This can get tricky if you file your second Chapter 13 case between two and six years from the first Chapter 13 and the court refuses to confirm your Chapter 13 plan in the second case. Normally, if your plan is not confirmed you could convert to a Chapter 7 case. But in this situation, the rules for receiving a Chapter 7 discharge after a Chapter 13 discharge would kick in (see below) and prevent you from getting a discharge in the converted case.
Filing Under Different Chapters: The Order Matters
If the second bankruptcy case you want to file is under a chapter that is different from the chapter you received your first discharge under, the order determines the time frame.
Chapter 13, Then Chapter 7
If your first discharge was granted under Chapter 13, you cannot receive a discharge under any Chapter 7 case that is filed within six years from the date that the Chapter 13 was filed. The only exceptions to the six-year waiting period are:
if you paid all unsecured creditors in full in the Chapter 13, or if you paid at least 70% of the claims in the Chapter 13 and the plan was proposed in good faith and was your best effort.
Chapter 7, Then Chapter 13
If your first discharge was granted under Chapter 7, you cannot receive a discharge under any Chapter 13 case that is filed within four years from the date that the Chapter 7 was filed.
This can get tricky if you file your second case (the Chapter 13) between four and eight years after the Chapter 7 case and the court does not confirm your Chapter 13 plan. Normally, if your Chapter 13 plan is not confirmed, you could convert the case to a Chapter 7 bankruptcy. However, in this situation, the rules for successive Chapter 7 discharges would kick in, preventing you from getting a discharge in the converted case. In this case, it might make sense to simply dismiss the Chapter 13 case.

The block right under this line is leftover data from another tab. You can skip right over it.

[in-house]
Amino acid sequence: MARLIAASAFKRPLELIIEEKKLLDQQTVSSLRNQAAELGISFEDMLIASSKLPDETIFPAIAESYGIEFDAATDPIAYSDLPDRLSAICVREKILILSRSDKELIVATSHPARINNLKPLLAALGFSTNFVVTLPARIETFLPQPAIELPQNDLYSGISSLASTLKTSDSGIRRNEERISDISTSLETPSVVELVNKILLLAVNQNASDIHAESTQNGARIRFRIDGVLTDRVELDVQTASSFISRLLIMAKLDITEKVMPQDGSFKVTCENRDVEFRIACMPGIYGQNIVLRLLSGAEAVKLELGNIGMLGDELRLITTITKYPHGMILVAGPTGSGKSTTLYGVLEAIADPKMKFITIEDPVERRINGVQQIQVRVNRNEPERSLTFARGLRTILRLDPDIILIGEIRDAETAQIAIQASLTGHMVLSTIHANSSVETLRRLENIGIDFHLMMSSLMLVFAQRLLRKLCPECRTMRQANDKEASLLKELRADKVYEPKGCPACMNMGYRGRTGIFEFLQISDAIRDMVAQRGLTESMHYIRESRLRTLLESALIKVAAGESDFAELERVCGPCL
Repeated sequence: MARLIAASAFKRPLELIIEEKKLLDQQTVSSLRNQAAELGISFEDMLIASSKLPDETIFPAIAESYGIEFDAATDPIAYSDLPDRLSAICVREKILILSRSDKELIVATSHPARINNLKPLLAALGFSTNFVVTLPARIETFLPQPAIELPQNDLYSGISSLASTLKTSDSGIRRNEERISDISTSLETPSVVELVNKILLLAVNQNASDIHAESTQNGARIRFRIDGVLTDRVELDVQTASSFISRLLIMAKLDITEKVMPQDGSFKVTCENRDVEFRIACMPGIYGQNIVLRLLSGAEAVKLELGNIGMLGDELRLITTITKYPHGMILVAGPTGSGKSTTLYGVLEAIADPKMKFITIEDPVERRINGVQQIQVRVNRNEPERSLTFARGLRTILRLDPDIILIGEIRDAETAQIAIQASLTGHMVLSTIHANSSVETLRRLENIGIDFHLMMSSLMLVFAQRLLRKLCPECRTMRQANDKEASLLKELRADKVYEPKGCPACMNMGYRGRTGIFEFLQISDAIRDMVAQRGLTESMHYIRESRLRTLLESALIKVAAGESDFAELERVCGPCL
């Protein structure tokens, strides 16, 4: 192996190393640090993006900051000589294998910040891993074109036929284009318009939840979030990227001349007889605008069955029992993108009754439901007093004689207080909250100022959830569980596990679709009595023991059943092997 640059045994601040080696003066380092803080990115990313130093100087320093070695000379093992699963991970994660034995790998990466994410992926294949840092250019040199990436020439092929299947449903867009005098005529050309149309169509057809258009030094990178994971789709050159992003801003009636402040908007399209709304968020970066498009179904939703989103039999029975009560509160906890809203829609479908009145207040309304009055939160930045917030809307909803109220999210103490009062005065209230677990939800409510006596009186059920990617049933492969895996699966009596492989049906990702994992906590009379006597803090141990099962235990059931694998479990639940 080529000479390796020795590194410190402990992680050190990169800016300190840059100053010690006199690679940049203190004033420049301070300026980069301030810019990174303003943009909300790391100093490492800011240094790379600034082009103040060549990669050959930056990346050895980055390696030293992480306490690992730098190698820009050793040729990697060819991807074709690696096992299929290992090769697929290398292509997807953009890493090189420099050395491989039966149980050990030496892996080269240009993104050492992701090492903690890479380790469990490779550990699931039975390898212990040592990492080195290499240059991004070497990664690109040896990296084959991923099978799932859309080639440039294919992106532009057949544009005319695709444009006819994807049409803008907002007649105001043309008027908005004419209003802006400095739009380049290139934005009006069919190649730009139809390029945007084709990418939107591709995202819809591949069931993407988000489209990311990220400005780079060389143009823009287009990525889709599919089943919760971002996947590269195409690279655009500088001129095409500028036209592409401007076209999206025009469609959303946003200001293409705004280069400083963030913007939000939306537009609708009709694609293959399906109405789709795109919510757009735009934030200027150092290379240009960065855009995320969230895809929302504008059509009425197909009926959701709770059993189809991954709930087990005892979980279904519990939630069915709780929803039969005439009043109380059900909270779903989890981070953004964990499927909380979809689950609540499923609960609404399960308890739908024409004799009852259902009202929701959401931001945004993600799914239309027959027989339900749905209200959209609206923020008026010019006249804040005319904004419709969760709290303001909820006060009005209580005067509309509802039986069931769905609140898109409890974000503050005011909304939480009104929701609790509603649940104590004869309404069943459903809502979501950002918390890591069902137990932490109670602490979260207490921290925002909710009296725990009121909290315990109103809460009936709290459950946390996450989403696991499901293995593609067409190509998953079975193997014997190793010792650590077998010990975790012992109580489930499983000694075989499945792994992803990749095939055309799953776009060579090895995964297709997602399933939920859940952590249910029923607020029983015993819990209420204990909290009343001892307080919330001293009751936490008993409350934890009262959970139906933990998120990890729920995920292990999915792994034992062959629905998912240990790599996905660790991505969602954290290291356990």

Call and speak to a Church and Korhonen, PC bankruptcy lawyer, (800)758-5611 today if you live in the Upper Peninsula.
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Filing for bankruptcy can sometimes be the best way to move on from large amounts of debt. You can hit the financial reset button and get a fresh start. However, only certain debts can be discharged. Others are nondischargeable, and you will still be on the hook for paying them.
Knowing which debts you can and cannot get rid of may help you determine whether bankruptcy is the right debt relief option for you. Below, we’ve explained how discharge works and which debts qualify.
Need to review bankruptcy basics first? Read this.
What is a bankruptcy discharge?
When you file for bankruptcy, you are acknowledging to the court and to your creditors that you cannot pay what you owe. The debt you don’t repay is discharged — basically, it’s written off and you are no longer held liable.
Dismissal is NOT the same thing as discharge
It’s much better to have bankruptcy discharge than a dismissal. Dismissed debt still needs to be repaid. Dismissal closes your bankruptcy case and ends the automatic stay on your accounts, meaning that your creditors can once again contact you about your debt.
When does bankruptcy discharge occur?
This depends on the type of bankruptcy you file. In Chapter 7 bankruptcy, your debts will be discharged after about four months.
Chapter 13 bankruptcy discharge takes longer. Since Chapter 13 involves a repayment plan to help you repay some of your debts, you are granted discharge only after this plan ends three to five years after filing.
Which debts get discharged?
If you have these debts, filing bankruptcy can help you get rid of them:
- Payday loans
- Credit card debt
- Business debts
- Medical bills